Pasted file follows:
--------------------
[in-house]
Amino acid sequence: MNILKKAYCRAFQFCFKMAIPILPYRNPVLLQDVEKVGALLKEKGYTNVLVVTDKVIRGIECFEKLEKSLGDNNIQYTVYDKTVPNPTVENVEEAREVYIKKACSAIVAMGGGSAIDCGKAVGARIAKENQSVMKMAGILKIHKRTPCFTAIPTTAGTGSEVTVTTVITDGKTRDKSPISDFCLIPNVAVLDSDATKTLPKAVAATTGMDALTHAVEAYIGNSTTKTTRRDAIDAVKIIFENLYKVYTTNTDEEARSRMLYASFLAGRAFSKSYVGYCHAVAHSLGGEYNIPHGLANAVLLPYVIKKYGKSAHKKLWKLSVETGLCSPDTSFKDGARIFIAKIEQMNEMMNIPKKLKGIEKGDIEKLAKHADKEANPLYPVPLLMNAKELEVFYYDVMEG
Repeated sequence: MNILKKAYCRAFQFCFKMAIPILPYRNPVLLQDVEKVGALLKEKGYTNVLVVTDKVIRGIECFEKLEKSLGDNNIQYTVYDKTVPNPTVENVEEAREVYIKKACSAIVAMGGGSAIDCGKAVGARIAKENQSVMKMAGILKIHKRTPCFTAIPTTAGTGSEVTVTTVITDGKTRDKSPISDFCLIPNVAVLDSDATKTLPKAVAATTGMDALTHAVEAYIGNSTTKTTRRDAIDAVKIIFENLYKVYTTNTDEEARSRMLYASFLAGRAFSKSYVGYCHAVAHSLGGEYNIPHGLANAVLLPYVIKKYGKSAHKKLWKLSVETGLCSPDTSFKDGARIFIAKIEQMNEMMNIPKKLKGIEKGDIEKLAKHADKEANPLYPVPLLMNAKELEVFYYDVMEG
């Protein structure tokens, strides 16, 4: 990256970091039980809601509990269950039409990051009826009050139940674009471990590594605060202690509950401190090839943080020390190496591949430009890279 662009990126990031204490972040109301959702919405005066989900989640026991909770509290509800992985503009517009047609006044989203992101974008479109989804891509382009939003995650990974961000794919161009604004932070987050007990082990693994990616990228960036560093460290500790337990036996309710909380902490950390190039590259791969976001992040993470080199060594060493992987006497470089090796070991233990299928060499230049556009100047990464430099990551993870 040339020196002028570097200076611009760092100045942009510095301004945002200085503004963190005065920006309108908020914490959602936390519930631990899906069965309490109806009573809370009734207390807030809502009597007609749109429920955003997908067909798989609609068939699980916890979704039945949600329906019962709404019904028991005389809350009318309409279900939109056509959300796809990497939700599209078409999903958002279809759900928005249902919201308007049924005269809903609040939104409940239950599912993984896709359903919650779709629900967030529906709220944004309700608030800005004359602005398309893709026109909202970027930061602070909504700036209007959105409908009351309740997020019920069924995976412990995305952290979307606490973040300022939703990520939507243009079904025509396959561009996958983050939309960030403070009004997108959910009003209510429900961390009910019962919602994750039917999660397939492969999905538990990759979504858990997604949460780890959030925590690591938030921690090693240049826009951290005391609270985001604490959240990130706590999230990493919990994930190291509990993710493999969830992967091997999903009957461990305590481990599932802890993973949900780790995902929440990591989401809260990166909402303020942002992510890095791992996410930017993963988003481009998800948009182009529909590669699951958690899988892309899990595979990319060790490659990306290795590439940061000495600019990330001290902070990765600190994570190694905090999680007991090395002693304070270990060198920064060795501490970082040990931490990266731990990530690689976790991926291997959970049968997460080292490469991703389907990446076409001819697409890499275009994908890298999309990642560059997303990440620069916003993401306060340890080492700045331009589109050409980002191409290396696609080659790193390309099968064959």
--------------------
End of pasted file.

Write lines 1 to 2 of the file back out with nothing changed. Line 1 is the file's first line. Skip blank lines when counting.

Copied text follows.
[in-house]
Amino acid sequence: MNILKKAYCRAFQFCFKMAIPILPYRNPVLLQDVEKVGALLKEKGYTNVLVVTDKVIRGIECFEKLEKSLGDNNIQYTVYDKTVPNPTVENVEEAREVYIKKACSAIVAMGGGSAIDCGKAVGARIAKENQSVMKMAGILKIHKRTPCFTAIPTTAGTGSEVTVTTVITDGKTRDKSPISDFCLIPNVAVLDSDATKTLPKAVAATTGMDALTHAVEAYIGNSTTKTTRRDAIDAVKIIFENLYKVYTTNTDEEARSRMLYASFLAGRAFSKSYVGYCHAVAHSLGGEYNIPHGLANAVLLPYVIKKYGKSAHKKLWKLSVETGLCSPDTSFKDGARIFIAKIEQMNEMMNIPKKLKGIEKGDIEKLAKHADKEANPLYPVPLLMNAKELEVFYYDVMEG